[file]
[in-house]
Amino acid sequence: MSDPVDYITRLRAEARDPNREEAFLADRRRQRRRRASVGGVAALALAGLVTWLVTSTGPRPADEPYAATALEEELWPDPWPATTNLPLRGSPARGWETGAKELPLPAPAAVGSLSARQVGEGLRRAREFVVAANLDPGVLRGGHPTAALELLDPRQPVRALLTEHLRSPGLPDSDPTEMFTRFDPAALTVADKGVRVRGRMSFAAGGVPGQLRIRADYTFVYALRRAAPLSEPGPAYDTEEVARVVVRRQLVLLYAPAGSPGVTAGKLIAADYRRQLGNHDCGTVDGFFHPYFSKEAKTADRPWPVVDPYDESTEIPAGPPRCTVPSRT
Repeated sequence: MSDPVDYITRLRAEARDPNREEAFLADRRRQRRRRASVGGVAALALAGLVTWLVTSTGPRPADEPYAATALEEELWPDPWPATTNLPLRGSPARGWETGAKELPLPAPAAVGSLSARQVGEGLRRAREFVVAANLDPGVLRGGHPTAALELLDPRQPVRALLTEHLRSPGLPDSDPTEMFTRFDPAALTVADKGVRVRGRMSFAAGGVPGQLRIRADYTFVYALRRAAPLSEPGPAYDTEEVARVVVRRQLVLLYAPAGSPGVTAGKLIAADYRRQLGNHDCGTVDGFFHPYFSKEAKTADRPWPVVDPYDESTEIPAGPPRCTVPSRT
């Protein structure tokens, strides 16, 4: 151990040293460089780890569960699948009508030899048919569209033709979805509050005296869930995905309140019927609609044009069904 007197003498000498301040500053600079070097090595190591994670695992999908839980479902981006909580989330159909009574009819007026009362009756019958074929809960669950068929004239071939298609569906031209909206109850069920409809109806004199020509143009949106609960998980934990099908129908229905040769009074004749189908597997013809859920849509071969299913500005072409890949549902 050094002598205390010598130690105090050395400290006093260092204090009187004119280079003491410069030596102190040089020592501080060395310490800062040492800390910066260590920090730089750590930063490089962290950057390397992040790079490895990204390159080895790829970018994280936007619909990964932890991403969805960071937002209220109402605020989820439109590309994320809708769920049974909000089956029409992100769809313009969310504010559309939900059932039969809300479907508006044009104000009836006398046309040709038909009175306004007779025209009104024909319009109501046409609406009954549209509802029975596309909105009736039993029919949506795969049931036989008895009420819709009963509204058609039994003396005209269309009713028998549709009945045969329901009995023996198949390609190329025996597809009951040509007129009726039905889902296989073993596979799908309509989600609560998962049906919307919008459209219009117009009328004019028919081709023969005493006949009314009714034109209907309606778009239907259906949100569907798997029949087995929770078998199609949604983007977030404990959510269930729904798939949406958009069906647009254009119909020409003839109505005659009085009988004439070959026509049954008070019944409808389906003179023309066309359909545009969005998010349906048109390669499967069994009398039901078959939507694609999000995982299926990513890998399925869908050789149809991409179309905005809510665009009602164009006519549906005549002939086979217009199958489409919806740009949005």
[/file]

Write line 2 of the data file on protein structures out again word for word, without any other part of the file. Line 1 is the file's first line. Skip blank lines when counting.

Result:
Amino acid sequence: MSDPVDYITRLRAEARDPNREEAFLADRRRQRRRRASVGGVAALALAGLVTWLVTSTGPRPADEPYAATALEEELWPDPWPATTNLPLRGSPARGWETGAKELPLPAPAAVGSLSARQVGEGLRRAREFVVAANLDPGVLRGGHPTAALELLDPRQPVRALLTEHLRSPGLPDSDPTEMFTRFDPAALTVADKGVRVRGRMSFAAGGVPGQLRIRADYTFVYALRRAAPLSEPGPAYDTEEVARVVVRRQLVLLYAPAGSPGVTAGKLIAADYRRQLGNHDCGTVDGFFHPYFSKEAKTADRPWPVVDPYDESTEIPAGPPRCTVPSRT